If God put on a better show in church, the ratings would go through the roof. Imagine if at every Eucharist, our experience was like the Transfiguration – all of us stunned with the glory, filled with the most awesome fear, an experience so rich and wonderful that, like Peter, we want to stay permanently. Well, maybe not every week. With the assurance that it would happen once a year, many, many people would turn up each and every week. So why doesn’t God put on a better show? Why are those insights into the reality of God’s love so rare?
I don’t know. I do know that if I, and many of us, were running a religion we would make it much more attractive than what it mostly is. Much as we tend to blame the preaching, the translation, the choice of hymns or whatever, God could still put on a fireworks display… and doesn’t. What I’ve come to in my understanding is this. God wants us to: Come freely offering the love of our hearts, Come freely, even in the midst of ordinary life, Come freely, in the midst of suffering, Come freely, even when the shadows of this world fall away and we see the true reality of God’s love underpinning all reality. True love is given freely and God treasures the true love of our hearts so much that he will not coerce our response in love.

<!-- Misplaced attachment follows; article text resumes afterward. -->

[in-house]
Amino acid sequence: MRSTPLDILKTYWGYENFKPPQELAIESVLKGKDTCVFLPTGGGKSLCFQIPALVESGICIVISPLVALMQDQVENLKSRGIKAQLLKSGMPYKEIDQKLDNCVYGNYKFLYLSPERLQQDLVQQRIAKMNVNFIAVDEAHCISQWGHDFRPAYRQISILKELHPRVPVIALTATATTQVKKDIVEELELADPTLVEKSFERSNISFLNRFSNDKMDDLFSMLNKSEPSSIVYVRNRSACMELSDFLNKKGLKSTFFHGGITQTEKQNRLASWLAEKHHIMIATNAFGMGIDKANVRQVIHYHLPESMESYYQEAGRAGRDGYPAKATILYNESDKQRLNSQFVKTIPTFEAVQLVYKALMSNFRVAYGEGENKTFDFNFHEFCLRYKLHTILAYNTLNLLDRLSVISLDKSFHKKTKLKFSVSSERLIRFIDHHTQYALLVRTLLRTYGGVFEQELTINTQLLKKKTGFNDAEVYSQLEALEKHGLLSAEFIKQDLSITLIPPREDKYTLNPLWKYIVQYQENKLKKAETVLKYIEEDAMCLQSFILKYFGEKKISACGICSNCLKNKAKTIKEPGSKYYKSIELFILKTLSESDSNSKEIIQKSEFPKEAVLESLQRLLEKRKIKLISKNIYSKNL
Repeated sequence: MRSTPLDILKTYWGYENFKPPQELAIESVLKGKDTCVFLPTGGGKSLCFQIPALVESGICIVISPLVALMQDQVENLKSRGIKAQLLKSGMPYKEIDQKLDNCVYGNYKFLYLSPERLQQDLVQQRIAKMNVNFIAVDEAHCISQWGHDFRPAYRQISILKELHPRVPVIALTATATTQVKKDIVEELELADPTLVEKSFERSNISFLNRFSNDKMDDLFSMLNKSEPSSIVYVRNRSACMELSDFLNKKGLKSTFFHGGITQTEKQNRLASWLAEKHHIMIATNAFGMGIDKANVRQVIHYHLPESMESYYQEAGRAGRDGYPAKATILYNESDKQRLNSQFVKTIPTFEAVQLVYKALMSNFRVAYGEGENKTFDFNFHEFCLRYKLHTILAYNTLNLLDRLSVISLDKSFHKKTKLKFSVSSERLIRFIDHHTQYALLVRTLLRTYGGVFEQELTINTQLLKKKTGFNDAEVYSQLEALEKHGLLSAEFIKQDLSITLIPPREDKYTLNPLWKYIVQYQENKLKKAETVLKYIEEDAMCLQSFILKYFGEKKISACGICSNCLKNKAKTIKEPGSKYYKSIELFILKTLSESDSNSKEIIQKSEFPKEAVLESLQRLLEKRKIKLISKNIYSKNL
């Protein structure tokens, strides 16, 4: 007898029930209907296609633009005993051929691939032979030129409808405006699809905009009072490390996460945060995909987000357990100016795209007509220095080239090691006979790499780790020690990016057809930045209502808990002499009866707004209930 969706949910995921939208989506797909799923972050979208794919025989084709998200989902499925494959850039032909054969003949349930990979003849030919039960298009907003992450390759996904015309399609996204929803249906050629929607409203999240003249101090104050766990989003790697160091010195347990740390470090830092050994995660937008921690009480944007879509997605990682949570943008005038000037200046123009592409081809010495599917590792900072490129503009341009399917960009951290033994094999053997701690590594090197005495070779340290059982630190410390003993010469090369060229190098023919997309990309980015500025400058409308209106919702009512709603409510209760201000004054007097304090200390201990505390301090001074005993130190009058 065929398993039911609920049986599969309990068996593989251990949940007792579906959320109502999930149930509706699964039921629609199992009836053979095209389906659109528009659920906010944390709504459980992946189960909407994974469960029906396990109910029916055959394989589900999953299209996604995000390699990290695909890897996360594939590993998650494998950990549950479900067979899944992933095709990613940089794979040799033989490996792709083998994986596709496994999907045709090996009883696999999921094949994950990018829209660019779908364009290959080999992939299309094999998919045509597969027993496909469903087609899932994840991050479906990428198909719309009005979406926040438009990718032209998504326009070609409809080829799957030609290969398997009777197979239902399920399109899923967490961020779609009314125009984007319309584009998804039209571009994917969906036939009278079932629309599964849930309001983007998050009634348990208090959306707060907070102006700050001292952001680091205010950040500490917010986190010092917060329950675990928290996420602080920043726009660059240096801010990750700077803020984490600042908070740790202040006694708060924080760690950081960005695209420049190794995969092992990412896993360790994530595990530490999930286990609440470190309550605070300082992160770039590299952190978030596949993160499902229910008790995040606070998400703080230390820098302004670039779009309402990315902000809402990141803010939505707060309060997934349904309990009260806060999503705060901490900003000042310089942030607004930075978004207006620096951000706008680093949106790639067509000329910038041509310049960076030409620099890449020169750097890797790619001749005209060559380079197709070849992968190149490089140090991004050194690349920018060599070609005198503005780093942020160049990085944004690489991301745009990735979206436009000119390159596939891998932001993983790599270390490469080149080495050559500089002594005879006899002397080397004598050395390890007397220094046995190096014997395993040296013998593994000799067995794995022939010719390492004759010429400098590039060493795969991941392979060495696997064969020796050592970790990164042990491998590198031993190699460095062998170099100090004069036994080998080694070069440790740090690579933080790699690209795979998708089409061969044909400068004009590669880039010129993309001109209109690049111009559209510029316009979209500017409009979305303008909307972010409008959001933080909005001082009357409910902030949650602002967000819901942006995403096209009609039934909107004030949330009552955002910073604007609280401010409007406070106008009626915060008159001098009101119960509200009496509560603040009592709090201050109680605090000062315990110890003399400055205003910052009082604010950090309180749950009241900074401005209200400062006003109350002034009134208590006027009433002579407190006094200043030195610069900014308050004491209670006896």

Taken any risks with your faith lately? My own tendency is to think that faith is something that should make us feel safe and with a well-developed faith we look to God for protection. But a genuine trust in God can make us act in other ways, ways that can led us to risk all that we have, even if it appears to be little.